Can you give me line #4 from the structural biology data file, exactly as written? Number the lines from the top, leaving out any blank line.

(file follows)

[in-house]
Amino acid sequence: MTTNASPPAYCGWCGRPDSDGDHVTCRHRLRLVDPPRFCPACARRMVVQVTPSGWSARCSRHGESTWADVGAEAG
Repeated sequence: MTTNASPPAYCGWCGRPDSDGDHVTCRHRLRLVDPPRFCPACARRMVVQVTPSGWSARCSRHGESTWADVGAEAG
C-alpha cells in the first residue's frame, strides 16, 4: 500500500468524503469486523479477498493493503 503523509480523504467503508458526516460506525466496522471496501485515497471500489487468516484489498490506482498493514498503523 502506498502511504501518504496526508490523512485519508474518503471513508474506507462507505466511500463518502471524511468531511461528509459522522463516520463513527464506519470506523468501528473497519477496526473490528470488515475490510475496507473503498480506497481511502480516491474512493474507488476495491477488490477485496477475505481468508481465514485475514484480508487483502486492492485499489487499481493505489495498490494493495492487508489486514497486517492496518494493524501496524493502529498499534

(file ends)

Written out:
C-alpha cells in the first residue's frame, strides 16, 4: 500500500468524503469486523479477498493493503 503523509480523504467503508458526516460506525466496522471496501485515497471500489487468516484489498490506482498493514498503523 502506498502511504501518504496526508490523512485519508474518503471513508474506507462507505466511500463518502471524511468531511461528509459522522463516520463513527464506519470506523468501528473497519477496526473490528470488515475490510475496507473503498480506497481511502480516491474512493474507488476495491477488490477485496477475505481468508481465514485475514484480508487483502486492492485499489487499481493505489495498490494493495492487508489486514497486517492496518494493524501496524493502529498499534